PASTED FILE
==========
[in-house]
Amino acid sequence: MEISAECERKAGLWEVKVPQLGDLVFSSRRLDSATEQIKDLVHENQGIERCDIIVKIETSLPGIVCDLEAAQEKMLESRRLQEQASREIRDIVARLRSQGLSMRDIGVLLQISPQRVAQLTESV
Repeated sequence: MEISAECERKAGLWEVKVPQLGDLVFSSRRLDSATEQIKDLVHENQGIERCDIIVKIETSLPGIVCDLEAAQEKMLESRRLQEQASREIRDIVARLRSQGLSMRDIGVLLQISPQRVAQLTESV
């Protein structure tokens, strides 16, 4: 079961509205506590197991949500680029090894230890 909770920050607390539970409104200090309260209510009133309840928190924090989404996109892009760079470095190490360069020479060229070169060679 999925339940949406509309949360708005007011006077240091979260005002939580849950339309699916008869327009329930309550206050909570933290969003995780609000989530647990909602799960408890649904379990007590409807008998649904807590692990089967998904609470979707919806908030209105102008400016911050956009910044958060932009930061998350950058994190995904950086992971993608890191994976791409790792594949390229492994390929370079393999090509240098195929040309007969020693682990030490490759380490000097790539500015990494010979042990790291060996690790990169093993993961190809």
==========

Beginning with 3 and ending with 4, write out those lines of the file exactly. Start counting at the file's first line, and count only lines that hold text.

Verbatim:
Repeated sequence: MEISAECERKAGLWEVKVPQLGDLVFSSRRLDSATEQIKDLVHENQGIERCDIIVKIETSLPGIVCDLEAAQEKMLESRRLQEQASREIRDIVARLRSQGLSMRDIGVLLQISPQRVAQLTESV
């Protein structure tokens, strides 16, 4: 079961509205506590197991949500680029090894230890 909770920050607390539970409104200090309260209510009133309840928190924090989404996109892009760079470095190490360069020479060229070169060679 999925339940949406509309949360708005007011006077240091979260005002939580849950339309699916008869327009329930309550206050909570933290969003995780609000989530647990909602799960408890649904379990007590409807008998649904807590692990089967998904609470979707919806908030209105102008400016911050956009910044958060932009930061998350950058994190995904950086992971993608890191994976791409790792594949390229492994390929370079393999090509240098195929040309007969020693682990030490490759380490000097790539500015990494010979042990790291060996690790990169093993993961190809």